Measuring the Returns to the GED: Using an Exogenous Change in GED Passing Standards as a Natural Experiment
In this paper, we exploit an exogenous change in the passing standard required to obtain a General Educational Development (GED) credential to identify the impact of the GED on the quarterly earnings of male dropouts, utilizing the Texas Schools Micro Data Panel (TSMP). These unique data contain demographic and GED test score information from the Texas Education Agency linked to pre- and post-test taking Unemployment Insurance quarterly wage records from the Texas Workforce Commission. Comparing Texas dropouts who acquired a GED before the passing standard was raised in 1997 to dropouts with the same test scores who failed the GED exams after the passing standard hike, we find no evidence of a positive “GED effect” on earnings. The finding of no significant difference in pre-test taking earnings between the treatment and control group support the validity of the natural experiment. Our results are robust to a number of specifications and sub-samples of our general sample population of 16-40 year old males.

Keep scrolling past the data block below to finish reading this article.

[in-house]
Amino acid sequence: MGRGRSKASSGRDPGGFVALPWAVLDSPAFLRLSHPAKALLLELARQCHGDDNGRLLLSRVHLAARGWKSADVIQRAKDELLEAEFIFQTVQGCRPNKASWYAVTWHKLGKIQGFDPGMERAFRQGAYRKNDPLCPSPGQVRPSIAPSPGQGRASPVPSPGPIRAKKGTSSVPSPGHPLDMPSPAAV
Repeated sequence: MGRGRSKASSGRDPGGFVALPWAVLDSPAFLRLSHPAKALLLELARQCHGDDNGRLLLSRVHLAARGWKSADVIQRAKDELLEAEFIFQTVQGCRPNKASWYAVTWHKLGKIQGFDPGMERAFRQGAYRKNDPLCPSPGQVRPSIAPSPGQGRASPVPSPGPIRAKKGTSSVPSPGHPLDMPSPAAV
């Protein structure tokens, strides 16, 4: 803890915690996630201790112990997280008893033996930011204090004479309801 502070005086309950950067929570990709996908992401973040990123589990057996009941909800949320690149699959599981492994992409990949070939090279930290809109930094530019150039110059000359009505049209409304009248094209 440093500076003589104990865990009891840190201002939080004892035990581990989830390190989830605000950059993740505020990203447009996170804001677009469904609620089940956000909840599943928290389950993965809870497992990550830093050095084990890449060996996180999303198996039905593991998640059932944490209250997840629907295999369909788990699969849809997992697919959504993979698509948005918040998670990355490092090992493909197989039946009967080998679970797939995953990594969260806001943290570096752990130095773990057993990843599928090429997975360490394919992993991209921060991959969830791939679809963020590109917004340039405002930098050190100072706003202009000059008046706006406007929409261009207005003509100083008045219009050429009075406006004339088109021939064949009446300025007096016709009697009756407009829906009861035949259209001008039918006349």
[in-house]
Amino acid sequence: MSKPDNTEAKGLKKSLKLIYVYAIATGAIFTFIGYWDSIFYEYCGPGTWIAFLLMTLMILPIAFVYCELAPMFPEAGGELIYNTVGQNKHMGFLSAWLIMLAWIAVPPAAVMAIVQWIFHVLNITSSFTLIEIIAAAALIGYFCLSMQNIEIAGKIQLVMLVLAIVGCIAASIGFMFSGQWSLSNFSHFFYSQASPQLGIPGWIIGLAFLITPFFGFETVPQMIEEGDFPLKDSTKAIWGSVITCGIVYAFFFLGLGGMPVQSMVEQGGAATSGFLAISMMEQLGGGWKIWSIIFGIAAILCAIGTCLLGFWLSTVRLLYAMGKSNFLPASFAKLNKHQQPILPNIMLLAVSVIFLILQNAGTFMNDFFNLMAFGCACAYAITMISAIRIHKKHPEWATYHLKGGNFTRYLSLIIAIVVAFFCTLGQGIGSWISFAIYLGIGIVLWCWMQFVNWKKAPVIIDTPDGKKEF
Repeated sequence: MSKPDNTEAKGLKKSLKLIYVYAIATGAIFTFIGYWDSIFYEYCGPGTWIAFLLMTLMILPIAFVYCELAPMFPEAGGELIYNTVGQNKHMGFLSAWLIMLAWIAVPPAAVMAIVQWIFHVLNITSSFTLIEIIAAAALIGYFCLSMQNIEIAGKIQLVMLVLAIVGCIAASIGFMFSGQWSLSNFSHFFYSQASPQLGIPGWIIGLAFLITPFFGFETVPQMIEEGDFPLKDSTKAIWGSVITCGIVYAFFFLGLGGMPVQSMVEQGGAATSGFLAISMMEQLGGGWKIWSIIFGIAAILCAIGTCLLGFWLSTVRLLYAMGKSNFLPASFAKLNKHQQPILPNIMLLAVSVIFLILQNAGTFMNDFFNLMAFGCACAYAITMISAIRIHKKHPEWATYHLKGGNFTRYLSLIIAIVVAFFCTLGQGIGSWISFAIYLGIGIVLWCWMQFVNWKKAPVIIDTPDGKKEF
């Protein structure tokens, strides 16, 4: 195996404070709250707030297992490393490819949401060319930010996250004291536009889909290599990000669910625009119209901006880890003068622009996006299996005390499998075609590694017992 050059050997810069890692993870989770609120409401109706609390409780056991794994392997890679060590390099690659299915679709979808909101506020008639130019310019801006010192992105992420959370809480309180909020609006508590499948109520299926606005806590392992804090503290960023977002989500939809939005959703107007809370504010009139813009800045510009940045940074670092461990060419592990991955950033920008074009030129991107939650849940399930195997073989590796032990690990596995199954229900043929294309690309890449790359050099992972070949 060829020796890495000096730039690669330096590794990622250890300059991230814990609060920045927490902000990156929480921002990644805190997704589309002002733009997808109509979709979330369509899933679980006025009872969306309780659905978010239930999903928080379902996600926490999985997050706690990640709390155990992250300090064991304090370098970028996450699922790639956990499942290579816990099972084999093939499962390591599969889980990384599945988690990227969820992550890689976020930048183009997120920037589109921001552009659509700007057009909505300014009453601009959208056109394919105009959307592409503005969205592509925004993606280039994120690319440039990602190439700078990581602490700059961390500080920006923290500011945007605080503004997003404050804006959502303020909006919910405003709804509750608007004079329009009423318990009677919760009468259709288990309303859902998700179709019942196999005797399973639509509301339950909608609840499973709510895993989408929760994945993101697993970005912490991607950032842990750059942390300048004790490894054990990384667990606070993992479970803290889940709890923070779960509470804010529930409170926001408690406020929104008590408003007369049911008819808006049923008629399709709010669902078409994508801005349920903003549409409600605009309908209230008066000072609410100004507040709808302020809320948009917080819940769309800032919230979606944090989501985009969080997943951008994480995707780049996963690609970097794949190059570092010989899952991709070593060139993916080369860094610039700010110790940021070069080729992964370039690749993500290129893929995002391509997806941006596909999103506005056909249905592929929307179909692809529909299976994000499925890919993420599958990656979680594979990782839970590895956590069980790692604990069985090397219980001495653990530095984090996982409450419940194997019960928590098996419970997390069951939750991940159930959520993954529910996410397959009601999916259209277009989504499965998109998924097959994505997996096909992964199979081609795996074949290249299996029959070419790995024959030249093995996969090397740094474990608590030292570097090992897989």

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- Stephen V. Cameron & James J. Heckman, 1991.
"The Nonequivalence of High School Equivalents,"
NBER Working Papers
3804, National Bureau of Economic Research, Inc.
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- Richard J. Murnane & John B. Willett & John H. Tyler, 2000.
"Who Benefits from Obtaining a GED? Evidence from High School and Beyond,"
The Review of Economics and Statistics,
MIT Press, vol. 82(1), pages 23-37, February.
- Richard J. Murnane & John B. Willett & John H. Tyler, 1999. "Who Benefits from Obtaining a GED? Evidence from High School and Beyond," NBER Working Papers 7172, National Bureau of Economic Research, Inc.
- John H. Tyler & Richard J. Murnane & John B. Willett, 2000. "Estimating The Labor Market Signaling Value Of The GED," The Quarterly Journal of Economics, MIT Press, vol. 115(2), pages 431-468, May.
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